Rare earth perovskite catalysts

Rare earth perovskite catalysts

218 Methane Catalytic Containing Conversion A subject which is gaining more and more interest, following pioneering work and Bhasin in J. reported ...

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218 Methane

Catalytic Containing

Conversion

A subject which is gaining more and more interest, following pioneering work and Bhasin in J. reported by Keller Catalysis (73 (1982) 9) and subsequent papers from the groups of Baerns (see, for example, Proc. Int. Congr. Catal., 3 and T,unsford (see, for (1984) 581) example, J. Amer. Chem. Sot., 107 (1985) coupling of 5062) is the oxidative higher hydrocarbons. methane to give are beginning to More and m"re groups work in this area (including the group which I lead and that of Kees van der the Technica! University of Wiele at Eindhoven) and there is increasing industrial activity. One particularly active industrial laboratory is that of Atlantic Richfield the latest of a series of Co. and organisation have patents to this recently appeared. US Patents 4,499,322 and 4,499,323 claim that catalysts based and On manganese oxide containing praseodymium oxide are effective for the production of mixtures of hydrocarbons. The first of these patents claims containing at one catalysts least oxide of the reducible metals Mn , Sn, In, Ge, Pb, Sb and Bi, preferably Xl, together with at least one promoter such as Na, K or Li, especially Na. The incorporation of P into the catalyst gives a distinct improl-event. With a catalyst containing 7% Na and 10% Mn, supported on silica, the conversion of methane (in a methane-oxvgen mixture) at 800°C was 15.2% and the selectivity to C2 to C, hydrocarbons was 82%. The second patent claims a catalyst formulation based on similar reducible oxides together ;i. i th that of praseodymium (Pr 0 ) and at least one alkali or alka!?iiA earth metal or compound. The catalyst must contain no Ni, Rh, Pd, Ag, OS, Ir, Pt or Au. As an example, a ?iaMnO2!Pr oxide" was prepared by impregnating Pr6011 with sodium permanganate from an aqueous solution. The calcined solids contained 10 ut% of NaMnO~. In an experiment in which methane a one was assed over the f 8 oxidised catalyst at 825 C (and in which the catalyst was subsequently reoxidised by oxygen), a conversion of 80.9% of the methane was obtained with a selectivity to C2 and higher hydrocarbons (including ;;;r-~;ics) of 6.8%. Coke (3.3%) was also

Julian

Ross

applledcatalysls - Volume 23 No. 1 -

May 1986

Combustion

of

Waste

Gases

An article in the Chinese journal, Chemical World (No.5, (1985) 162) presents work carried out at the East China Institute of Chemical Technology, Shanghai, on the catalytic combustion of containing dimethyl ether waste gases ((CH )20). Key to the work is the use of a 2 oneycomb-like catalyst with a non-noble metal constituent. The catalyst is said to exhibit excellent performance in uses such as the treatment of waste gases containing less than 1% of pollutants, the major component (65 - 70%) of which is the ether; the other major components are about 4% of methanol, 2.5 - 3% of acrylonitrile (AS) and 2 - 3% of methyl acrylate (MA). These emitted from are the process of manufacturing MA from AN and MeOH. It is reported that the conversion of Me20 and the residue Me20 were over 98% and less than 400 ppm respectively and that MA and the AN, YeOH contained in the gases were completely eliminated in the catalytic combustion process "using an entrance temperature of and a space 260-E velocity of 20,000 h .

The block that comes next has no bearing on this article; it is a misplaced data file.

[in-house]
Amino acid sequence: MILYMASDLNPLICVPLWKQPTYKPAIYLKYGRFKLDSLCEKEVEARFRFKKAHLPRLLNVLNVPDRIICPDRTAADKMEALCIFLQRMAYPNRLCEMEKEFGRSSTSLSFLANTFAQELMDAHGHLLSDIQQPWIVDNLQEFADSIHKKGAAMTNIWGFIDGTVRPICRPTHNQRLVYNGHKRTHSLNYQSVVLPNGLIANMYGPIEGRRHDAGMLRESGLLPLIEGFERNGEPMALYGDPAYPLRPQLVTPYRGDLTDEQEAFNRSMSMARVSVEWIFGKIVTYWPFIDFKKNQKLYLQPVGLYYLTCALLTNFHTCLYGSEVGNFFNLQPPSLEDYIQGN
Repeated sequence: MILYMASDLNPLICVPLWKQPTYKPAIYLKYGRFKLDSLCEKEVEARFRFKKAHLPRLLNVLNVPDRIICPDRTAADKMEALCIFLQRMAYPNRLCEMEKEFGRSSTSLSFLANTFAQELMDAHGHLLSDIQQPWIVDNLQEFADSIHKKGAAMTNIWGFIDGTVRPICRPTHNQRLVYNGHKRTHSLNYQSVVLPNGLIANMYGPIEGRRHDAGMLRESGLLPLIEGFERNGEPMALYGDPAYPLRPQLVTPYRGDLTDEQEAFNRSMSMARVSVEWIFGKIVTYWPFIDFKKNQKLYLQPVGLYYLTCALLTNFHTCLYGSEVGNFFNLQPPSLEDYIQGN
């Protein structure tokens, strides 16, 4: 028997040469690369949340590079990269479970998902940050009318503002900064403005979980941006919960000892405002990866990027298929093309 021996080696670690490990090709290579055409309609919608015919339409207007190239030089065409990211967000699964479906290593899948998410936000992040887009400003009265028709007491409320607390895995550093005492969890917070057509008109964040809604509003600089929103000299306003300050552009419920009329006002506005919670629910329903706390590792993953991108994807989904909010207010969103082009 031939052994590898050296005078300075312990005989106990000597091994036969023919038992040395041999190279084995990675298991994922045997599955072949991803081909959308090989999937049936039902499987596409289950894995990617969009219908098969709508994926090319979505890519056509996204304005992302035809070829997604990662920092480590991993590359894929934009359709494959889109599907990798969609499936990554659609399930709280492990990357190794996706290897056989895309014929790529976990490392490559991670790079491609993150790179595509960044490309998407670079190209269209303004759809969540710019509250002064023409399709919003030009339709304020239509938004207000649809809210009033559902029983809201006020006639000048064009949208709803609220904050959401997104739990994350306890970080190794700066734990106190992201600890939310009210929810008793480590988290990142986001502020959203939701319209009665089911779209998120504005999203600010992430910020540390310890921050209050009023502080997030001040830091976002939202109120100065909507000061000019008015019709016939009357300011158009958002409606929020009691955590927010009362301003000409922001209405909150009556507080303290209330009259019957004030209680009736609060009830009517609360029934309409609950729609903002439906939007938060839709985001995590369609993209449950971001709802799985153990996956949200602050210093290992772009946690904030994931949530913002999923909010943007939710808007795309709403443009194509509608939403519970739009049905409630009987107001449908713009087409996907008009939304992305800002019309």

Rare Earth

Perovskitc

Catalysts

Rare earth perovskite catalysts prepared by impregnation have been found to be very active for the conversion of CO to C02: This has been reported in the Chinese Journal, Petroleum Technology (No.6, (1985) 317) by Rong Jing-fang of the Chinese University of Science and Technology. He reported, for example, that a supported catalyst containing 23% of the active compounds was comparable with one containing pure active components which was made by coprecipitation. The effect of the number of impregnations, of the active components and the quantities of support used, of the procedures and conditions of preparation and especially of the properties of the supporting materials on the activities of the rare earth perovskite materials were all studied. Yew Catalyst

for Hydrotreating

An article in the Chinese journal, Petrochemical Processing (No.6, (1985) 16) describes the development and testing of a new catalyst of nomen-